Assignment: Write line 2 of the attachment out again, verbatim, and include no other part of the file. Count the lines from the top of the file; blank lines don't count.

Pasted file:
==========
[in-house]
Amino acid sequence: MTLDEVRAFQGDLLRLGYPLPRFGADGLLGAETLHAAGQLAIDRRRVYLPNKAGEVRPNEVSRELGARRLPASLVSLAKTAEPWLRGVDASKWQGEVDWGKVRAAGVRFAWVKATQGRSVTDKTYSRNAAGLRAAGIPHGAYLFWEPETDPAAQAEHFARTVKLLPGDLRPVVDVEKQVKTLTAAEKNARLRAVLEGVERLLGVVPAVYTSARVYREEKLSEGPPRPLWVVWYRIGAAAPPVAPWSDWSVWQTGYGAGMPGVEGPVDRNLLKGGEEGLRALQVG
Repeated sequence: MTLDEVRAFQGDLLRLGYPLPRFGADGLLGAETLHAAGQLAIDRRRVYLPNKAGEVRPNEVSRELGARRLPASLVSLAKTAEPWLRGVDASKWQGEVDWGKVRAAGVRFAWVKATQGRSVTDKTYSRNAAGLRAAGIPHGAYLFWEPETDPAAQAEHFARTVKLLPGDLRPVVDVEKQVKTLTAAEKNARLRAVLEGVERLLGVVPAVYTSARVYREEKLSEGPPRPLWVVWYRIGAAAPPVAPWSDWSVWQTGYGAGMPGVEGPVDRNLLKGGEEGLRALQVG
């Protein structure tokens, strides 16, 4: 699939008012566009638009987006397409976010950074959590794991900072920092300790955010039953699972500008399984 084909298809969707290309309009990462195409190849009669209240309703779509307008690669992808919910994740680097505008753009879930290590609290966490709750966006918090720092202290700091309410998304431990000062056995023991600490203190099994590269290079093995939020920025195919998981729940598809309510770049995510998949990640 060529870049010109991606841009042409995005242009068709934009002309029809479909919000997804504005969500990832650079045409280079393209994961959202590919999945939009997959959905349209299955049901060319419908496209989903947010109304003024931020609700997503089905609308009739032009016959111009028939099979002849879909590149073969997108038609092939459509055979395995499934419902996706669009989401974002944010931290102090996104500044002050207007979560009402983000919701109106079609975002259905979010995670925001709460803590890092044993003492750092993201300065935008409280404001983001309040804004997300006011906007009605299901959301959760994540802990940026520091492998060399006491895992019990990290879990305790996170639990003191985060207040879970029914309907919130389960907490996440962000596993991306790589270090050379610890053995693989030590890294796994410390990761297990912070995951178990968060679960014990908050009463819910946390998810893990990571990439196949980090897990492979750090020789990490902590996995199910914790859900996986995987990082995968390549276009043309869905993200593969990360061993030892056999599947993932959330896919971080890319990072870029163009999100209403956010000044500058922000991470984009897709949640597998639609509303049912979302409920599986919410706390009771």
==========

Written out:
Amino acid sequence: MTLDEVRAFQGDLLRLGYPLPRFGADGLLGAETLHAAGQLAIDRRRVYLPNKAGEVRPNEVSRELGARRLPASLVSLAKTAEPWLRGVDASKWQGEVDWGKVRAAGVRFAWVKATQGRSVTDKTYSRNAAGLRAAGIPHGAYLFWEPETDPAAQAEHFARTVKLLPGDLRPVVDVEKQVKTLTAAEKNARLRAVLEGVERLLGVVPAVYTSARVYREEKLSEGPPRPLWVVWYRIGAAAPPVAPWSDWSVWQTGYGAGMPGVEGPVDRNLLKGGEEGLRALQVG